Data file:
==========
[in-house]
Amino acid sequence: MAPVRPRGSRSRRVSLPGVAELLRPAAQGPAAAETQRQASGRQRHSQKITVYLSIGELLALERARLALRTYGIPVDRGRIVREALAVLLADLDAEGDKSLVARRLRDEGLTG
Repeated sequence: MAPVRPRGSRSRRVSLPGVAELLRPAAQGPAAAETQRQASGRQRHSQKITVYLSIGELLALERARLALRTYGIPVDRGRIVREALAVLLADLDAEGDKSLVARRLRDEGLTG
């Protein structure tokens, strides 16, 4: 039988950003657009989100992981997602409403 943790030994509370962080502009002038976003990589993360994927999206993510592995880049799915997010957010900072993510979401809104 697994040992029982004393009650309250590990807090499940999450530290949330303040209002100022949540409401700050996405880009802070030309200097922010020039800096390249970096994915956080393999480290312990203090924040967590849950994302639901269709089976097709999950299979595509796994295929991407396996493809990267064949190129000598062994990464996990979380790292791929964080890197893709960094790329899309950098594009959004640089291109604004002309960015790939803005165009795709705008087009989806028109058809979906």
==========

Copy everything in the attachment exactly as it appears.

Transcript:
[in-house]
Amino acid sequence: MAPVRPRGSRSRRVSLPGVAELLRPAAQGPAAAETQRQASGRQRHSQKITVYLSIGELLALERARLALRTYGIPVDRGRIVREALAVLLADLDAEGDKSLVARRLRDEGLTG
Repeated sequence: MAPVRPRGSRSRRVSLPGVAELLRPAAQGPAAAETQRQASGRQRHSQKITVYLSIGELLALERARLALRTYGIPVDRGRIVREALAVLLADLDAEGDKSLVARRLRDEGLTG
């Protein structure tokens, strides 16, 4: 039988950003657009989100992981997602409403 943790030994509370962080502009002038976003990589993360994927999206993510592995880049799915997010957010900072993510979401809104 697994040992029982004393009650309250590990807090499940999450530290949330303040209002100022949540409401700050996405880009802070030309200097922010020039800096390249970096994915956080393999480290312990203090924040967590849950994302639901269709089976097709999950299979595509796994295929991407396996493809990267064949190129000598062994990464996990979380790292791929964080890197893709960094790329899309950098594009959004640089291109604004002309960015790939803005165009795709705008087009989806028109058809979906």